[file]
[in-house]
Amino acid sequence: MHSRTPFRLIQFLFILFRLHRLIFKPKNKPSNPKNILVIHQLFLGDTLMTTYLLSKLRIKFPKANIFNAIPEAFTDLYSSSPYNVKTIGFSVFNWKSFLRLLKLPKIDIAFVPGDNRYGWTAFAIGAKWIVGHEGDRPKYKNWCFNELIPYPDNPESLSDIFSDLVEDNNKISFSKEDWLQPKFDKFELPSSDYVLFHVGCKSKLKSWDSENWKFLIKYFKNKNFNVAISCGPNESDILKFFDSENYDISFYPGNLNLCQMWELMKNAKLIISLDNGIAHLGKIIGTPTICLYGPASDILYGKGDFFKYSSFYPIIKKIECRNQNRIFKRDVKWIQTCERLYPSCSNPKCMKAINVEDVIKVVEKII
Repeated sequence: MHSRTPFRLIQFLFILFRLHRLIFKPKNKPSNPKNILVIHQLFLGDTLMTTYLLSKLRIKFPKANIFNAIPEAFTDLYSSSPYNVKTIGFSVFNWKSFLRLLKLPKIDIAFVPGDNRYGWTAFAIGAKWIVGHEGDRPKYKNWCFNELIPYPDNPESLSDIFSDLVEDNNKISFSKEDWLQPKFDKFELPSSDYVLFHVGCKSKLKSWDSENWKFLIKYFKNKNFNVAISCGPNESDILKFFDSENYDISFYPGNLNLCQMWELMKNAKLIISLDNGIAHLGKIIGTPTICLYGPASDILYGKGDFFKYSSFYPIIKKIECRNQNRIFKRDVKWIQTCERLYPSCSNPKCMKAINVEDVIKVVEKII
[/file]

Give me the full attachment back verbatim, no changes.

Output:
[in-house]
Amino acid sequence: MHSRTPFRLIQFLFILFRLHRLIFKPKNKPSNPKNILVIHQLFLGDTLMTTYLLSKLRIKFPKANIFNAIPEAFTDLYSSSPYNVKTIGFSVFNWKSFLRLLKLPKIDIAFVPGDNRYGWTAFAIGAKWIVGHEGDRPKYKNWCFNELIPYPDNPESLSDIFSDLVEDNNKISFSKEDWLQPKFDKFELPSSDYVLFHVGCKSKLKSWDSENWKFLIKYFKNKNFNVAISCGPNESDILKFFDSENYDISFYPGNLNLCQMWELMKNAKLIISLDNGIAHLGKIIGTPTICLYGPASDILYGKGDFFKYSSFYPIIKKIECRNQNRIFKRDVKWIQTCERLYPSCSNPKCMKAINVEDVIKVVEKII
Repeated sequence: MHSRTPFRLIQFLFILFRLHRLIFKPKNKPSNPKNILVIHQLFLGDTLMTTYLLSKLRIKFPKANIFNAIPEAFTDLYSSSPYNVKTIGFSVFNWKSFLRLLKLPKIDIAFVPGDNRYGWTAFAIGAKWIVGHEGDRPKYKNWCFNELIPYPDNPESLSDIFSDLVEDNNKISFSKEDWLQPKFDKFELPSSDYVLFHVGCKSKLKSWDSENWKFLIKYFKNKNFNVAISCGPNESDILKFFDSENYDISFYPGNLNLCQMWELMKNAKLIISLDNGIAHLGKIIGTPTICLYGPASDILYGKGDFFKYSSFYPIIKKIECRNQNRIFKRDVKWIQTCERLYPSCSNPKCMKAINVEDVIKVVEKII